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Professor
Einstein 1921 by F Schmutzer - restoration.jpgProfessor Moriarty from the Sherlock Holmes story "The Final Problem"

Traditional fictional po

Traditional fictional portrayals of professors, in accordance with a stereotype, are shy, absent-minded individuals often lost in thought. In many cases, fictional professors are socially or physically awkward. Examples include the 1961 film The Absent-Minded Professor or Professor Calculus of The Adventures of Tintin stories. Professors have also been portrayed as being misguided into an evil pathway, such as Professor Metz, who helped Bond villain Blofeld in the film Diamonds Are Forever; or simply evil, like Professor Moriarty, archenemy of British detective Sherlock Holmes. The modern animated series Futurama has Professor Hubert Farnsworth, a typical absent-minded but genius-level professor. A related stereotype is the mad scientist.

Vladimir Nabokov, author and professor of English at Cornell, frequently used professors as the protagonists in his novels. Professor Henry Higgins is a main character in George Bernard Shaw's play Pygmalion. In the Harry Potter series, set at the wizard school Hogwarts, the teachers are known as professors, many of whom play important roles, notably Professors Dumbledore, McGonagall and Snape. In the board game Cluedo, Professor Plum has been depicted as an absent-minded academic. Christopher Lloyd played Plum's film counterpart, a psychologist who had an affair with one of his patients. Vladimir Nabokov, author and professor of English at Cornell, frequently used professors as the protagonists in his novels. Professor Henry Higgins is a main character in George Bernard Shaw's play Pygmalion. In the Harry Potter series, set at the wizard school Hogwarts, the teachers are known as professors, many of whom play important roles, notably Professors Dumbledore, McGonagall and Snape. In the board game Cluedo, Professor Plum has been depicted as an absent-minded academic. Christopher Lloyd played Plum's film counterpart, a psychologist who had an affair with one of his patients.

Since the 1980s and 1990s, various stereotypes were re-evaluated, including professors. Writers began to depict professors as just normal human beings and might be quite well-rounded in abilities, excelling both in intelligence and in physical skills. An example of a fictional professor not depicted as shy or absent-minded is Indiana Jones, a professor as well as an archeologist-adventurer, who is skilled at both scholarship and fighting. The popularity of the Indiana Jones movie franchise had a significant impact on the previous stereotype, and created a new archetype which is both deeply knowledgeable and physically capable. The character generally referred to simply as the Professor on the television sit com series, Gilligan's Island, although described alternatively as a high-school science teacher or research scientist, is depicted as a sensible advisor, a clever inventor, and a helpful friend to his fellow castaways. John Houseman's portrayal of law school professor Charles W. Kingsfield, Jr., in The Paper Chase (1973) remains the epitome of the strict, authoritarian professor who demands perfection from students. Annalise Keating (played by Viola Davis) from the American Broadcasting Company (ABC) legal drama mystery television series How to Get Away with Murder is a law professor at the fictional Middleton University.[14] Early in the series, Annalise is a self-sufficient and confident woman, respected for being a great law professor and a great lawyer, feared and admired by her students,[15] whose image breaks down as the series progresses.[16]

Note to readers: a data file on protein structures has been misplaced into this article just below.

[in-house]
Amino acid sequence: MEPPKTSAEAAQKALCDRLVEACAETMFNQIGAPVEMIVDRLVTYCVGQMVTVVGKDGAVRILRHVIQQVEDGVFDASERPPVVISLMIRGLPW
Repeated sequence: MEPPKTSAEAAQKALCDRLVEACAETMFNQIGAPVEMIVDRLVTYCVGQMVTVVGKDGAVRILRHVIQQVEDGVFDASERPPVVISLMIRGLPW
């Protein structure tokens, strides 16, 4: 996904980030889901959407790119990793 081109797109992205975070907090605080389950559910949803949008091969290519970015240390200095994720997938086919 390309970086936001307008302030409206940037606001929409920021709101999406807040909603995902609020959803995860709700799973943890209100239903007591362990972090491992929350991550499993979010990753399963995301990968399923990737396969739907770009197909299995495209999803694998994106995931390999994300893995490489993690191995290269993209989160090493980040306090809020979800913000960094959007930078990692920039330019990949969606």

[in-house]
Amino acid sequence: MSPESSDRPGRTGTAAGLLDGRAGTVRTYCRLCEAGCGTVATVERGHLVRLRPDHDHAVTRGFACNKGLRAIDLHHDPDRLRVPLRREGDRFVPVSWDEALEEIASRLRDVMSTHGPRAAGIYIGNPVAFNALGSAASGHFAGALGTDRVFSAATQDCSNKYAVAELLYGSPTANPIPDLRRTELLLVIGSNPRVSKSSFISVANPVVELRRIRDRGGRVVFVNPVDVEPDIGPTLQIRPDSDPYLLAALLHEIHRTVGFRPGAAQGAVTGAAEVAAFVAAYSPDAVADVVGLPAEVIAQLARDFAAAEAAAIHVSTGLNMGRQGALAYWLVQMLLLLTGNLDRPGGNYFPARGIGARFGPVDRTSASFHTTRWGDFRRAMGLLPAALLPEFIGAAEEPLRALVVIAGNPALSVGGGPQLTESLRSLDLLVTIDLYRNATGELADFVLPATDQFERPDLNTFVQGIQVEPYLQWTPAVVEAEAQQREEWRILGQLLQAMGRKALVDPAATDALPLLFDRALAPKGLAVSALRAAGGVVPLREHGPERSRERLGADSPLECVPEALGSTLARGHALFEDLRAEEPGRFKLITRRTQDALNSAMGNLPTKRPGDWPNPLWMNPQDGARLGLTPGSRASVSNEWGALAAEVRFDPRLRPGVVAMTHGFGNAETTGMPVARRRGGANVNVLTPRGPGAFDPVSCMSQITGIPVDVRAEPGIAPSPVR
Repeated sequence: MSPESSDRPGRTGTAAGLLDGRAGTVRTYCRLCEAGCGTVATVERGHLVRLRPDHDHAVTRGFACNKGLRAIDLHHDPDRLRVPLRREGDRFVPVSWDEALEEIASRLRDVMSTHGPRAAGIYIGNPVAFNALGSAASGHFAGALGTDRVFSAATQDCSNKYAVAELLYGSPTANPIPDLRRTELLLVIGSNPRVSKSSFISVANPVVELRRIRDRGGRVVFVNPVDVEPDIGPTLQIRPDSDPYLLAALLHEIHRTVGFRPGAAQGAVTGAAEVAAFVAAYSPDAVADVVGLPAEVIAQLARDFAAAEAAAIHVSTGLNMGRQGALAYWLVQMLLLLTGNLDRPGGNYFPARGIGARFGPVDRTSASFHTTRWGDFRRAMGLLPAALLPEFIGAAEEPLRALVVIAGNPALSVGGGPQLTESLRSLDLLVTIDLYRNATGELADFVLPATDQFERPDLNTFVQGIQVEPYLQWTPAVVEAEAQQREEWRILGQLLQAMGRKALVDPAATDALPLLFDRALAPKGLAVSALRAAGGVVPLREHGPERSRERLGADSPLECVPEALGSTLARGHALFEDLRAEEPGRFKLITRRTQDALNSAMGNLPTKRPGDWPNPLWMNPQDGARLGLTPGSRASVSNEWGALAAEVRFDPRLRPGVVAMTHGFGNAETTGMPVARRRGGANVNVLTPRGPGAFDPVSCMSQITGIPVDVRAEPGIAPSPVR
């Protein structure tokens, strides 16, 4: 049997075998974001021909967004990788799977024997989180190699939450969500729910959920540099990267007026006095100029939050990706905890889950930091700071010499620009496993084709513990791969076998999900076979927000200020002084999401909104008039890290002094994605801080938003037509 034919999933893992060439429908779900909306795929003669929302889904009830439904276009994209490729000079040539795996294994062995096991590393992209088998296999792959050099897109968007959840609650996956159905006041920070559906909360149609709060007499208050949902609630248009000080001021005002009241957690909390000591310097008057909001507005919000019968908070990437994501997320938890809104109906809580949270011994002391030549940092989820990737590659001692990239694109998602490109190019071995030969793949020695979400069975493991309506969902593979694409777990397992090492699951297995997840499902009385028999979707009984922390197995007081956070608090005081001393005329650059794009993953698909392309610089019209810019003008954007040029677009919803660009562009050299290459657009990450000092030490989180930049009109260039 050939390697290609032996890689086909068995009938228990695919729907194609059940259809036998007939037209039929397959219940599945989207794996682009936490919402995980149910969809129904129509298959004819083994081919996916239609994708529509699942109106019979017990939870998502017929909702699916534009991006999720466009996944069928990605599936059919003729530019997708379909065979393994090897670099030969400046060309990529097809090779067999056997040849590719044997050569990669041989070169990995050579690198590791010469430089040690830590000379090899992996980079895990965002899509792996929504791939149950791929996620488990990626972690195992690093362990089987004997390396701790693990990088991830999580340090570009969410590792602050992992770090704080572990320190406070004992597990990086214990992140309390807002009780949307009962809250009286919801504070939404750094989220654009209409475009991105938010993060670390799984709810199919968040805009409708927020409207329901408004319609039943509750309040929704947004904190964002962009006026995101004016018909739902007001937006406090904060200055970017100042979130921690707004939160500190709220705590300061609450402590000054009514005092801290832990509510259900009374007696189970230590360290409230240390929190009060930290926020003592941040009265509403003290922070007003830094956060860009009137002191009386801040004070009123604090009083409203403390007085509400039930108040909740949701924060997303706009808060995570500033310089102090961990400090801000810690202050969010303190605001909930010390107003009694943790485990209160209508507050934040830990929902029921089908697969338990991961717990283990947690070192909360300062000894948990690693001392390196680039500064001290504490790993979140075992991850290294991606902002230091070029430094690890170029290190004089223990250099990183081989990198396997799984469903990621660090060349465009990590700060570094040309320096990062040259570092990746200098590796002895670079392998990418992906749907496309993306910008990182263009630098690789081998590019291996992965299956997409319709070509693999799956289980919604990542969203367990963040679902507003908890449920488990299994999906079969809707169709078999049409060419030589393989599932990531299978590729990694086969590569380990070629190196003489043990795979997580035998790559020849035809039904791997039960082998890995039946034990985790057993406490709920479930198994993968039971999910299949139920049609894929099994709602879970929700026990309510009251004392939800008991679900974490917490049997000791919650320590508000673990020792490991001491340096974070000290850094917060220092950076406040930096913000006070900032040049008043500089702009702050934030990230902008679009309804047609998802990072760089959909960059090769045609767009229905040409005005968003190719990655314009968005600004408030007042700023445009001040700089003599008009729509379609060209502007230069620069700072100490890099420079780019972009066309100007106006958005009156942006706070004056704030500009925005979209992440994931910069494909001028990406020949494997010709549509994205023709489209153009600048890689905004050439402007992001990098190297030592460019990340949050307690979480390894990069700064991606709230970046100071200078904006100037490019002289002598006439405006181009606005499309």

Mysterious, older men with magical powers (and unclear academic standing) are sometimes given the title of "Professor" in literature and theater. Notable examples include Professor Marvel in The Wizard of Oz[17] and Professor Drosselmeyer (as he is sometimes known) from the ballet The Nutcracker. Also, the magician played by Christian Bale in the film, The Prestige,[18] adopts 'The Professor' as his stage name. A variation of this type of non-academic professor is the "crackpot inventor", as portrayed by Professor Potts in the film version of Chitty Chitty Bang Bang or the Jerry Lewis-inspired Professor Frink character on The Simpsons. Other professors of this type are the thoughtful and kind Professor Digory Kirke of C.S. Lewis' Chronicles of Narnia.

The title has been used by comedians, such as "Professor" Irwin Corey and Soupy Sales in his role as "The Big Professor". In the past, pianists in saloons and other rough environments have been called "professor".[19] The puppeteer of a Punch and judy show is also traditionally known as a "professor".

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